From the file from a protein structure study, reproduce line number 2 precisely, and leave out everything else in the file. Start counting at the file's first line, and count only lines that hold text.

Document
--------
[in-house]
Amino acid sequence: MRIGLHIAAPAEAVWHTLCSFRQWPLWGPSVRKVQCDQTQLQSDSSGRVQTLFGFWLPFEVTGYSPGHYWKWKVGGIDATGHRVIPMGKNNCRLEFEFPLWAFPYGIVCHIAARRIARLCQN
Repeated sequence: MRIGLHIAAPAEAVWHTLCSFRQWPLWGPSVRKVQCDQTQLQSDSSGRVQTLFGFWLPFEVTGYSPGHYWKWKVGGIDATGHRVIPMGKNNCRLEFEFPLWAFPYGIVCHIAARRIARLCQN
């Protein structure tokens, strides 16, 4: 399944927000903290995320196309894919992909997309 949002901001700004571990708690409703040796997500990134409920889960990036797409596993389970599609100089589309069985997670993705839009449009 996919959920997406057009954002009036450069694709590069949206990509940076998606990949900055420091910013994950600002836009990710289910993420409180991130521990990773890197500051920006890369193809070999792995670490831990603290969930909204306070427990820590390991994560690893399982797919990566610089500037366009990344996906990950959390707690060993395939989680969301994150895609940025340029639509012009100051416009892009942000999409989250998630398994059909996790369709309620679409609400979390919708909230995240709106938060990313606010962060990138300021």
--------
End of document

Amino acid sequence: MRIGLHIAAPAEAVWHTLCSFRQWPLWGPSVRKVQCDQTQLQSDSSGRVQTLFGFWLPFEVTGYSPGHYWKWKVGGIDATGHRVIPMGKNNCRLEFEFPLWAFPYGIVCHIAARRIARLCQN